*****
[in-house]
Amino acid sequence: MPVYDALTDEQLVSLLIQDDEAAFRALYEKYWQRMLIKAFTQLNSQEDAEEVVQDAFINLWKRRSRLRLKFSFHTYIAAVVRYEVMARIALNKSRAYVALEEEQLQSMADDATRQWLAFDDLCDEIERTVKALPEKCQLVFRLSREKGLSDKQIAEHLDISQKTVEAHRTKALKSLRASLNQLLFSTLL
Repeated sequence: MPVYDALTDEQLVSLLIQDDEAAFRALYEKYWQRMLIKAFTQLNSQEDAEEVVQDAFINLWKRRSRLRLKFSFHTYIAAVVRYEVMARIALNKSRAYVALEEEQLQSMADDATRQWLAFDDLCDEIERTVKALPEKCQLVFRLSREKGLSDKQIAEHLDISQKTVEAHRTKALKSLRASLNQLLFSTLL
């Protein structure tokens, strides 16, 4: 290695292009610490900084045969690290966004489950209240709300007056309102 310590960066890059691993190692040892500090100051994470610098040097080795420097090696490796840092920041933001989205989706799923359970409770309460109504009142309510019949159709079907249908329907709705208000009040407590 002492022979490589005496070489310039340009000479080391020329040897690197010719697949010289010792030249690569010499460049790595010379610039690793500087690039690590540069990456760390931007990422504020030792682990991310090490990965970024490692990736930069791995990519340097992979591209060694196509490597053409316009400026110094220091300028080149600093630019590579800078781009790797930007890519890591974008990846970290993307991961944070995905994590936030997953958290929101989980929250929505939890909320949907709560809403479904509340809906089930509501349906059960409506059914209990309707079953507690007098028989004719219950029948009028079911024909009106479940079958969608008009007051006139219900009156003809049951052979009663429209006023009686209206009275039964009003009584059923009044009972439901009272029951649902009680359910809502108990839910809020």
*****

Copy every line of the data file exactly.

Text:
[in-house]
Amino acid sequence: MPVYDALTDEQLVSLLIQDDEAAFRALYEKYWQRMLIKAFTQLNSQEDAEEVVQDAFINLWKRRSRLRLKFSFHTYIAAVVRYEVMARIALNKSRAYVALEEEQLQSMADDATRQWLAFDDLCDEIERTVKALPEKCQLVFRLSREKGLSDKQIAEHLDISQKTVEAHRTKALKSLRASLNQLLFSTLL
Repeated sequence: MPVYDALTDEQLVSLLIQDDEAAFRALYEKYWQRMLIKAFTQLNSQEDAEEVVQDAFINLWKRRSRLRLKFSFHTYIAAVVRYEVMARIALNKSRAYVALEEEQLQSMADDATRQWLAFDDLCDEIERTVKALPEKCQLVFRLSREKGLSDKQIAEHLDISQKTVEAHRTKALKSLRASLNQLLFSTLL
């Protein structure tokens, strides 16, 4: 290695292009610490900084045969690290966004489950209240709300007056309102 310590960066890059691993190692040892500090100051994470610098040097080795420097090696490796840092920041933001989205989706799923359970409770309460109504009142309510019949159709079907249908329907709705208000009040407590 002492022979490589005496070489310039340009000479080391020329040897690197010719697949010289010792030249690569010499460049790595010379610039690793500087690039690590540069990456760390931007990422504020030792682990991310090490990965970024490692990736930069791995990519340097992979591209060694196509490597053409316009400026110094220091300028080149600093630019590579800078781009790797930007890519890591974008990846970290993307991961944070995905994590936030997953958290929101989980929250929505939890909320949907709560809403479904509340809906089930509501349906059960409506059914209990309707079953507690007098028989004719219950029948009028079911024909009106479940079958969608008009007051006139219900009156003809049951052979009663429209006023009686209206009275039964009003009584059923009044009972439901009272029951649902009680359910809502108990839910809020």